Forgiveness is not easy; it takes time and effort. Forgiveness is not about forgetting. It doesn’t mean a change in memory; it means a change of heart. Forgiveness is willing to allow a person who has offended me to start over again. Forgiveness recognizes the humanity of the person who has wronged us and also recognizes our own humanity and our own shortcomings and our own contribution to what goes wrong in relationships.
St. Jane Frances de Chantal –
We pray to be God’s prophets of reconciliation and vehicles of forgiveness, to speak God’s Word of compassion in the devastating silence of anger; offering the balm of understanding and acceptance to the wounded and hurt; and restore the bond of God’s love to people broken by misunderstanding, intolerance and self-centeredness.
St. Clare –
In today’s society ‘the little ones’ can assume a variety of shapes and situations. We instinctively think of little children. However, today’s Gospel challenges us to enlarge our vision and imagine other scenarios. The little ones must also include the chronically ill, the shut-ins, the homeless, the outcasts of our society. Today’s Gospel implicitly summons us to be attentive to the needs of all.
St. Lawrence –
Most of us are not called to suffer like St. Lawrence although some Christians are still persecuted for their faith. But we are all called to serve, putting personal interests at the bottom of our agenda. Service is the basis of sainthood and of daily discipleship. So let us serve one another with a sense of gladness, as Christ and the saints have served us, giving without counting the cost.
Nineteenth Sunday in Ordinary Time –
Faith in God means accepting our human limitations and trusting God to manage the universe he has made. At the height of the storm, when all their efforts had failed, the disciples saw Jesus calmly walking amid the towering waves. What a marvelous symbol of faith! It reminds us that the affairs of this troubled world are in stronger hands than our own.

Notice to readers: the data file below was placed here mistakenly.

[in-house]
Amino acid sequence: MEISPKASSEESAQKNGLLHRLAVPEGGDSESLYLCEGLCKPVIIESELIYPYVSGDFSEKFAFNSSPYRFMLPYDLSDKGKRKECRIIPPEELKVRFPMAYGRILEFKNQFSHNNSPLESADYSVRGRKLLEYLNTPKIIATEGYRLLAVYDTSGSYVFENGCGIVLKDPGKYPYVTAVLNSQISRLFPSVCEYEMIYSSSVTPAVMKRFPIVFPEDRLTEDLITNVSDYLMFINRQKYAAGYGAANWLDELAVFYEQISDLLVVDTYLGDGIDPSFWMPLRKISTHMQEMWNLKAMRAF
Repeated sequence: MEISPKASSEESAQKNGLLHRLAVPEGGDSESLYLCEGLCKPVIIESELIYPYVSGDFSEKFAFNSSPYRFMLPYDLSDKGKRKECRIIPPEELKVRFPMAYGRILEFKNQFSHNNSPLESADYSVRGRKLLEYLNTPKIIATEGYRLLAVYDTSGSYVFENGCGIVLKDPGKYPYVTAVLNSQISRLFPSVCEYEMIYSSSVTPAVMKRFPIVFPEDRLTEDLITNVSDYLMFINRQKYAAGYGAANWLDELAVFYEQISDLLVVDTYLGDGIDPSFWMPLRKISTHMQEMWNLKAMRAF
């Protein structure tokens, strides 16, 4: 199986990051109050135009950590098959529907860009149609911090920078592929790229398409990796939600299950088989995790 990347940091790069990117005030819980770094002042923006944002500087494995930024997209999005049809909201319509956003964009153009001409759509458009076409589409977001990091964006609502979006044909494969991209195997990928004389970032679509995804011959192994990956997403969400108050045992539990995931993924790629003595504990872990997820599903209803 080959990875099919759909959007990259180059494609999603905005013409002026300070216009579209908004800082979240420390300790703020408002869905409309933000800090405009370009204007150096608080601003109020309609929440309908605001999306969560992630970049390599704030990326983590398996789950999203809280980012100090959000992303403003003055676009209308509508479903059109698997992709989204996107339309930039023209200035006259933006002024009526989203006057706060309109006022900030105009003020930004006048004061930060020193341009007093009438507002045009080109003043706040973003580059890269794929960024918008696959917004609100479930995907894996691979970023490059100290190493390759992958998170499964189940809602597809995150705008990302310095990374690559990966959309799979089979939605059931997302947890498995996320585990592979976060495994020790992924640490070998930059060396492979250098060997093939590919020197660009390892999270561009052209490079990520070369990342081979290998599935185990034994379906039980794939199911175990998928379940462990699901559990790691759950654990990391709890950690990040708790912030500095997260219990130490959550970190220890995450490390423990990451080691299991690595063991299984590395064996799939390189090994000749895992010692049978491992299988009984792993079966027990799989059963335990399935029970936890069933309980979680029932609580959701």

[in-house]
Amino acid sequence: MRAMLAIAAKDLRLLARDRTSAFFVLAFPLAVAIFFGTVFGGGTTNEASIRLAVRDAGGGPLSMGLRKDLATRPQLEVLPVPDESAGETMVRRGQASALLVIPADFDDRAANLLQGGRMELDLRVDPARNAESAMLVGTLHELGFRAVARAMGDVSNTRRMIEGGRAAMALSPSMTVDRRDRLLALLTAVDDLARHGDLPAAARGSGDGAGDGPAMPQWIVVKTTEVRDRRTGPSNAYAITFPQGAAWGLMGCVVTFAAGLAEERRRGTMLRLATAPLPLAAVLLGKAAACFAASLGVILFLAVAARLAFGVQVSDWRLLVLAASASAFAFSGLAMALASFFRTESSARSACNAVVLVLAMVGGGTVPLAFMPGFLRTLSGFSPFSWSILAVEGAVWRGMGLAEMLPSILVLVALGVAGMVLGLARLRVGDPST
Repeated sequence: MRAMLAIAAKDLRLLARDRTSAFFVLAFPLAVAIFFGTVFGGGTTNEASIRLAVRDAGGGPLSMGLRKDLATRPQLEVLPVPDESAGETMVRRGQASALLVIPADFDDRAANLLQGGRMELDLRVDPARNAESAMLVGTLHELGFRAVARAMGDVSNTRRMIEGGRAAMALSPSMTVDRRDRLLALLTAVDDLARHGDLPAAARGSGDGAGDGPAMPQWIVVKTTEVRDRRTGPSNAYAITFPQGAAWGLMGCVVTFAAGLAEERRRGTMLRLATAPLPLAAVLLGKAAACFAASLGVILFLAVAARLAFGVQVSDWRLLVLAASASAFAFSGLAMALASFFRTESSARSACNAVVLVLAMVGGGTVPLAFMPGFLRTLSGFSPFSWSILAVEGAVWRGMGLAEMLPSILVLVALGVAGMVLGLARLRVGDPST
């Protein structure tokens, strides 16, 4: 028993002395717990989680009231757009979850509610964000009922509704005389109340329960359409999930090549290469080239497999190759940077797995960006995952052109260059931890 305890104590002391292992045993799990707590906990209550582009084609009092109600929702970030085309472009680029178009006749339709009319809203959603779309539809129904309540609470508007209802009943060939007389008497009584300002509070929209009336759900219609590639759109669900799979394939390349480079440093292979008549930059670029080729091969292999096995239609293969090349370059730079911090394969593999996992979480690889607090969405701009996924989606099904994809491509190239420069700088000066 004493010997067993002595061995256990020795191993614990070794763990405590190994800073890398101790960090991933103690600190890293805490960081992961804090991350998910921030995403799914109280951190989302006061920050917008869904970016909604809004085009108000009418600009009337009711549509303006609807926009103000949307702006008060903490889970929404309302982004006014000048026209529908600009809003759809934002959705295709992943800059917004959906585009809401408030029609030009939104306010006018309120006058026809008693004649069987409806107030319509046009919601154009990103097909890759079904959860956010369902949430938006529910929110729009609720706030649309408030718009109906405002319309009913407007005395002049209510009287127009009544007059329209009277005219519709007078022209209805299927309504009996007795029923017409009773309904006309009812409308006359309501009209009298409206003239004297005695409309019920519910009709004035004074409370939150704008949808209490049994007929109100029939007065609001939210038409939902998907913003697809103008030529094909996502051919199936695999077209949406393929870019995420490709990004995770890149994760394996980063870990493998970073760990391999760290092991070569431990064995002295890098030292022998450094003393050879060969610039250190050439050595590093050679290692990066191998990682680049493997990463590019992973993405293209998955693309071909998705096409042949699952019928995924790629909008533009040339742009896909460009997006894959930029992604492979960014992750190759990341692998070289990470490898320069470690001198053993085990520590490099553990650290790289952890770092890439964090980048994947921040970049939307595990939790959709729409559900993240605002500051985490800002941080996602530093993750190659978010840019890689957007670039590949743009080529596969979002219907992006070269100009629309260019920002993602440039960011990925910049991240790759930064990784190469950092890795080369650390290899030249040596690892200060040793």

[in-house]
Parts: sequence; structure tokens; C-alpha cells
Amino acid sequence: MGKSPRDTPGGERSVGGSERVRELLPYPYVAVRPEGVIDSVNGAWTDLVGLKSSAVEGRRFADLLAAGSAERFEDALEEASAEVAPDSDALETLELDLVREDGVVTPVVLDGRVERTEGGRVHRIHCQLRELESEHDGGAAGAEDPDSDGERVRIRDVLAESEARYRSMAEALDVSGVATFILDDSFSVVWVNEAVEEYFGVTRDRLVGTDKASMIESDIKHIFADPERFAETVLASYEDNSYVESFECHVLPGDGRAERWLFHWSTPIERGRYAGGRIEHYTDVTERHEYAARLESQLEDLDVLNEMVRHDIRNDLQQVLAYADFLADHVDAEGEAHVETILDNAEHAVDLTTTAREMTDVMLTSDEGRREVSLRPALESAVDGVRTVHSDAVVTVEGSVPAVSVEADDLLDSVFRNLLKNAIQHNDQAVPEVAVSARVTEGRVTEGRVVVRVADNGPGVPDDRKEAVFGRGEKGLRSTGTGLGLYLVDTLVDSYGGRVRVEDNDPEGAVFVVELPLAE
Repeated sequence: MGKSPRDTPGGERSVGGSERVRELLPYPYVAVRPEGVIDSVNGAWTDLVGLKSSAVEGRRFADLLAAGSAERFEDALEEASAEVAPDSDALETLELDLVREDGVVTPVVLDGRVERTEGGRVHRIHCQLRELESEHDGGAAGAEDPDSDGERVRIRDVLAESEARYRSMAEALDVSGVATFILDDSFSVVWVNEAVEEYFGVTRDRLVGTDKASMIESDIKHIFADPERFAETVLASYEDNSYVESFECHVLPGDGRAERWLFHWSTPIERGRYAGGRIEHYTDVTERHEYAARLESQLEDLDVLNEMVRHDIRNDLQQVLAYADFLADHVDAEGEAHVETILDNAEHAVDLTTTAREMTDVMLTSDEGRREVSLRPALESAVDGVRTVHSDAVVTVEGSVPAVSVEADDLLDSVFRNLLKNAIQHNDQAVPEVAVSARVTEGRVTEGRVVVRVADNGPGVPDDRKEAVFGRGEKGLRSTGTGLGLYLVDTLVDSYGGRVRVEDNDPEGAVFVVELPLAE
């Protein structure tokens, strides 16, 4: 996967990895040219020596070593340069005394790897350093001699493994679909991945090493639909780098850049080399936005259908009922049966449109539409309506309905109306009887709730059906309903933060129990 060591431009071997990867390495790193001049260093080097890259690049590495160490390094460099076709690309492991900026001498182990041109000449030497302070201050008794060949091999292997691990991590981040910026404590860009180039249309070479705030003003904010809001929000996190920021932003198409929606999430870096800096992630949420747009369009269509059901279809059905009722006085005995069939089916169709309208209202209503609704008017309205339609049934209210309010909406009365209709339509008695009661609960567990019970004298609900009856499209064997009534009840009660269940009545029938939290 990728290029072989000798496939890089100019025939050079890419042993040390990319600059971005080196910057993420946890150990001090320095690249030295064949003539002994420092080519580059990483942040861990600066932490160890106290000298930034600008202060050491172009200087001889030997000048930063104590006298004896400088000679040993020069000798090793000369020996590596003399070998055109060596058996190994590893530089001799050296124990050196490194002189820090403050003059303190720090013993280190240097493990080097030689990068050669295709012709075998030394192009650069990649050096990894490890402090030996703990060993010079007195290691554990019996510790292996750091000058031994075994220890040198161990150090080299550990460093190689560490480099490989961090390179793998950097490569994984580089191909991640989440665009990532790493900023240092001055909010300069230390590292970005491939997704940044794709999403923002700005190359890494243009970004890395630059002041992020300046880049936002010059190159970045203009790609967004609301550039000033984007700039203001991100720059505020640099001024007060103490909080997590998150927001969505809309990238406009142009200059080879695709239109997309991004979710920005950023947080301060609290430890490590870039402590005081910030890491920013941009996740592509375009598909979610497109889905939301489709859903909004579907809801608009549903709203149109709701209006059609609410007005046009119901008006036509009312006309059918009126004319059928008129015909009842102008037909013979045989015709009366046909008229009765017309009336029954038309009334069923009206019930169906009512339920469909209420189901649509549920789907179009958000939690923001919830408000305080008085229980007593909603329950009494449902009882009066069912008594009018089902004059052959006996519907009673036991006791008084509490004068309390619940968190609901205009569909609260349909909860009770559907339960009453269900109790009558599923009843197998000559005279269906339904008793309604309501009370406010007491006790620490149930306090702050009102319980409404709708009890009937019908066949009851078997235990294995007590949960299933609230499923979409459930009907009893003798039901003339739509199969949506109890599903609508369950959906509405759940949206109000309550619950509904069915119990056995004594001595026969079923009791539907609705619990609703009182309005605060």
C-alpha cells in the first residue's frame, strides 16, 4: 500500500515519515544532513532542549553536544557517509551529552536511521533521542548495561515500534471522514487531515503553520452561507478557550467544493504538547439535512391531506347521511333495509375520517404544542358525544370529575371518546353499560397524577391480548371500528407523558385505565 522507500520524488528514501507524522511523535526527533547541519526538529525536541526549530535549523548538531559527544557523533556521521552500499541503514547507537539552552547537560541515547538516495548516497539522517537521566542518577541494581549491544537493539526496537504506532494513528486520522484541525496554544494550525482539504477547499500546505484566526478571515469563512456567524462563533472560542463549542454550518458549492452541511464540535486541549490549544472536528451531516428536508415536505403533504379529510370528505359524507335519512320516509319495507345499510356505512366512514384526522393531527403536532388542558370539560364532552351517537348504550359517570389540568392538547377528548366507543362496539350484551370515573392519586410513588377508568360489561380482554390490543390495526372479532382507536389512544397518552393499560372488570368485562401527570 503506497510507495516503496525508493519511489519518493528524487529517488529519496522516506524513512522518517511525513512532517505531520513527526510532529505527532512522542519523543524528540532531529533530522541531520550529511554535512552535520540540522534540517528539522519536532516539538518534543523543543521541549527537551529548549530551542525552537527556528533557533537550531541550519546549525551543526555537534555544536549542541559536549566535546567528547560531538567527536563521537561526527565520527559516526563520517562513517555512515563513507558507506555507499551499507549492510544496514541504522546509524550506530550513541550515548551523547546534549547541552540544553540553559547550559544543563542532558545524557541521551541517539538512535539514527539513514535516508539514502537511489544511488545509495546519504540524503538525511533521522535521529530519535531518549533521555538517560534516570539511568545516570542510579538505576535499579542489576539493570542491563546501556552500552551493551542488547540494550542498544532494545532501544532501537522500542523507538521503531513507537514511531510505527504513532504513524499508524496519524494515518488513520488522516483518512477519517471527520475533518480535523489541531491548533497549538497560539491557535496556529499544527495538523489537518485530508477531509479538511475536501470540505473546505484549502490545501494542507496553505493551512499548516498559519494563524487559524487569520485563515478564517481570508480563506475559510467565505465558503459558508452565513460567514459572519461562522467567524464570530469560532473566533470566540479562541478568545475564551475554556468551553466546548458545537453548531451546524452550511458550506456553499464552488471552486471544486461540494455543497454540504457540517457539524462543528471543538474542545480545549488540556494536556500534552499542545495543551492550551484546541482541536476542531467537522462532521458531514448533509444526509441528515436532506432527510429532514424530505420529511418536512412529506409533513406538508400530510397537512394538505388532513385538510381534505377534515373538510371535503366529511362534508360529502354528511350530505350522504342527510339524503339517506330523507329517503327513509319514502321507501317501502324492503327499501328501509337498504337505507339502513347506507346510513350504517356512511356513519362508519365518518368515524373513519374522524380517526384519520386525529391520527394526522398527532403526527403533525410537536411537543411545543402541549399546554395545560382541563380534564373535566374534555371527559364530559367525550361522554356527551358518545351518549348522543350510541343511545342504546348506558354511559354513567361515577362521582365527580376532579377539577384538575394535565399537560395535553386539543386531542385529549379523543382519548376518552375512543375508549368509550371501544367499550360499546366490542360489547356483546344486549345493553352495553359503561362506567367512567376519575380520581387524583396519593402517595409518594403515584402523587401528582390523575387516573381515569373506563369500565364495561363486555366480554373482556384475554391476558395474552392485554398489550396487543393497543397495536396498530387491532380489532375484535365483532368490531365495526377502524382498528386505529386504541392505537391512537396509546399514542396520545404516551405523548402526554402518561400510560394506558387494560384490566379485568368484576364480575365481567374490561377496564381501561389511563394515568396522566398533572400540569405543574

St. Dominic –
Jesus often rebukes his disciples for having little faith. To Jesus, faith is the assurance that everything is possible to God. Faith is the remarkable force that empowers us to accomplish the ordinary or the seemingly impossible. There is no burden so heavy that God cannot help us carry it, no problem so insoluble that God cannot remove it.
“Take up your cross and follow me.” The disciples at the time of Jesus had seen a crucifixion which was commonplace. We often interpret this statement of Jesus as tolerating a daily struggle or hardship. Are we really willing to deny ourselves for the sake of Jesus Christ? This is a major decision!
The Transfiguration of the Lord –
In the routine of life, we all need to pause for a moment and realize the ‘transfigurations’ that are taking place in our lives, moments when we need to be still and realize the quietness of God’s presence with us. And it is in these quiet moments that our lives are specially touched by eternity. We must be still and listen!
There are certain characteristics about the woman in this gospel that make for some interesting ingredients for our life of faith and prayer. She was dedicated to her cause which was that of having her daughter healed. She had incredible faith, unbeatable persistence and a great sense of humor. Does our prayer reflect our faith in God? Is our life in our prayer?
St. John Vianney –
I think we can all agree that the world we live in is a very image-conscious. No matter how hard we try we cannot change our persona from the outside. The real me is within. Transformation begins in the soul and only then manifests itself in how we live our life each day. In spite of what the Pharisees thought, cleansing our hands can never make our heart clean.